If a source circuit is represented as an ideal voltage (VS) in series with an internal resistance (RS), then maximum power is transferred to the load when the load resistor (RL) is equal to the internal resistance of the source.

The source circuit could be a non-ideal battery, shown as an ideal EMF in series with its internal resistance. Alternatively, it might be a Thevenin equivalent circuit, based on a more complex network of voltage sources and resistors, or even the output stage of an electronic circuit, such as an amplifier.

The maximum power transferred occurs when RS = RL and is given by: –

Equation: Pmax = Vs × Vs / (4 Rs)

Worked Example 1

A voltage source of 12 V with an internal resistance of 0.5 Ω is connected in series with an external load resistor.
(a) Identify the value of load resistance which will allow maximum power to be transferred.
(b) Calculate the power dissipated in the load.
(c) Calculate the efficiency of power transfer.
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(a) Maximum power is transferred when RS = RL so RL = 0.5 Ω.

(b) PMax = VS2 / (4 × RS) = 122 / (4 × 0.5) = 144 / 2 = 72 W

(c) % Efficiency = PLoad / (PSource + PLoad) × 100 = 72 × 100 / (72 + 72) = 50%

Effect of Varying the Load Resistance

The power transferred to the load may be calculated for any value of load resistance, by using the following relationships.

A spreadsheet may be used to calculate the power dissipated over a range of values of load resistance. Taking the same values of VS = 12 V and RS = 0.5 Ω used in Worked Example 1, the following results are found.

Notice from the table and graph that a maximum power dissipation of 72 W occurs when the load resistance is equal to 0.5 Ω. This result agrees with the calculated power dissipation from Worked Example 1.

It is also possible to use calculus to prove that maximum power transfer occurs when RS = RL. The technique is to differentiate the general expression for the power dissipated in the load with respect to RL. A local ‘maximum’ or ‘minimum’ (plural maxima or minima) occurs when this expression equals zero, meaning that the gradient of the graph is zero at that point. A second derivative is taken in order to determine whether the identified point is a maximum or minimum, with the latter value being negative or positive if the result is a maximum or minimum respectively.

Worked Example 2

Determine the expression for the power dissipated in the load, when RS = RL.
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If RS = RL then the expression for the current may be written as

I = VS / (2 RS) . . . (1)

Similarly, the power becomes

P = I × I × RS . . . (2)

Substituting (1) into (2) gives

P = VS × VS / (4 RS)

Worked Example 3

Use calculus to prove that maximum power transfer occurs when RS = RL.
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The general expression for the power dissipated in the load resistor is

PLoad = VS2 × RL / (RS + RL)2

Multiplying out the denominator and dividing through by RL gives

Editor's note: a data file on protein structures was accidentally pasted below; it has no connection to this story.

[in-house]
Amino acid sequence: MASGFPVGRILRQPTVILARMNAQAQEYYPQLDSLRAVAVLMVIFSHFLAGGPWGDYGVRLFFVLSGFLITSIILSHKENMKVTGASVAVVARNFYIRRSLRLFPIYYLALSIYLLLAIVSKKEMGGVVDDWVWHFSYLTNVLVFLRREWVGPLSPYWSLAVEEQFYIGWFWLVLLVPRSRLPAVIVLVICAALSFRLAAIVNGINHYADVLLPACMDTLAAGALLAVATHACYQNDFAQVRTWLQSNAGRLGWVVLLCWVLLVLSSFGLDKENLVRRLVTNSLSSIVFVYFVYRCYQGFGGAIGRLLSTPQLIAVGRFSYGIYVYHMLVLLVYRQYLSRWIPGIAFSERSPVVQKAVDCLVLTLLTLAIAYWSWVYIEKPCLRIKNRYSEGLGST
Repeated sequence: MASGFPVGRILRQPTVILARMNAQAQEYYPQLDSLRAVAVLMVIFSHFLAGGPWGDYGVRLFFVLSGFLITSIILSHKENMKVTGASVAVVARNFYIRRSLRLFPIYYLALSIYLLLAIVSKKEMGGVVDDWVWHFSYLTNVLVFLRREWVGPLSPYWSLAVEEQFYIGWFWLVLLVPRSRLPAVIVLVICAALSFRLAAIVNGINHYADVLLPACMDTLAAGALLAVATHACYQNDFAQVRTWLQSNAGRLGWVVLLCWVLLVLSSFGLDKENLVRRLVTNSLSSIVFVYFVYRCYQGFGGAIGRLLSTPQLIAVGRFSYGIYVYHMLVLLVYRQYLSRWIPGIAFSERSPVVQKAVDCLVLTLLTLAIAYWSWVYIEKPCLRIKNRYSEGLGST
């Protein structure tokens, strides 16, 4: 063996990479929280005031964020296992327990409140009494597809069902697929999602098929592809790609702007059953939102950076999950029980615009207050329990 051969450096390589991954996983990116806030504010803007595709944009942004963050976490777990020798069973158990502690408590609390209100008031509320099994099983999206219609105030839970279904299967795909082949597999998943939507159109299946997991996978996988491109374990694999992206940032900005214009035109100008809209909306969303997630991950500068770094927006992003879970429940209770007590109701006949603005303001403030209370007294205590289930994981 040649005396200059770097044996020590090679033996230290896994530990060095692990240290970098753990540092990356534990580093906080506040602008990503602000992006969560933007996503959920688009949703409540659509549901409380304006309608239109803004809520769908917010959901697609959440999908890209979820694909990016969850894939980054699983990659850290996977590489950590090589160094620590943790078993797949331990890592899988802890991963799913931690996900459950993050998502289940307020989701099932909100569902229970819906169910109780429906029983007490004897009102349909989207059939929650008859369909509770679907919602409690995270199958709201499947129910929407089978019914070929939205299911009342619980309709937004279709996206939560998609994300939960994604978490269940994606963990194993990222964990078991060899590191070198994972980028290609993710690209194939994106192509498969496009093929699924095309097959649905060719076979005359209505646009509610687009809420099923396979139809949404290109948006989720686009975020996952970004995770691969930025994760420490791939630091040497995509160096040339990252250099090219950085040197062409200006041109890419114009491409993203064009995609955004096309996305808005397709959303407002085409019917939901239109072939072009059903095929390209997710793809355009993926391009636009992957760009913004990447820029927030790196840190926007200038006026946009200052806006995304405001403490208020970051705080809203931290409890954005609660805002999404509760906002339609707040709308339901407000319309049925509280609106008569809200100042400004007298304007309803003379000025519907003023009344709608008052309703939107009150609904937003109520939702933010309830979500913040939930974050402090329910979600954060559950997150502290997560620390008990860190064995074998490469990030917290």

PLoad = VS2 / (RS2 / RL + 2 RS + RL)

For PLoad to be a maximum, the demominator must be a minimum. Hence

d / d RL [RS2 / RL + 2 RS + RL] = 0

0 = − RS2 / RL2 + 0 + 1, so RS / RL = 1

A second derivative may be taken with respect to RL, to confirm the above result is a minimum.

d2 / d RL2 [RS2 / RL + 2 RS + RL] = 2 RS2 / RL3

The above result is always positive, so the denominator of the expression for PLoad is a minimum when RS = RL, hence giving a maximum for the power dissipated in the load resistor.

Maximum Power Transfer Versus Maximum Efficiency

It was found in Worked Example 1 that the efficiency of power transfer is 50% at the point of maximum power transfer, when RS = RL. However, it would be incorrect to assume this is the maximum efficiency which may be achieved, as may be confirmed by extending our previous spreadsheet to display both power transferred and efficiency.

The efficiency rises steadily towards 100% as RL increases beyond RS, although the power transferred decreases at the same time. Hence there is something of a trade-off between the two.

Final Thoughts

The maximum power transfer concept is most appropriate in cases where the voltage and internal resistance properties of the source circuit are fixed, and the aim is to maximise the amount of power transferred, even at the expense of reduced efficiency. However, if the source circuit is also under the designer’s control, then efficiency may be improved by reducing or even eliminating the source resistance, while power may be boosted by increasing the source voltage.

An example, illustrating the benefits of innovative design, is the switched mode power supply, where efficiency values well in excess of 90% are achieved. In this case, the output transistor switches on and off many thousands of times each second, alternating between low impedance – high current and high impedance – low current, both of which minimise the losses in the source circuit. This contrasts with the more traditional (and much less efficient) linear power supply, in which the series regulator IC effectively acts as a variable source resistance.

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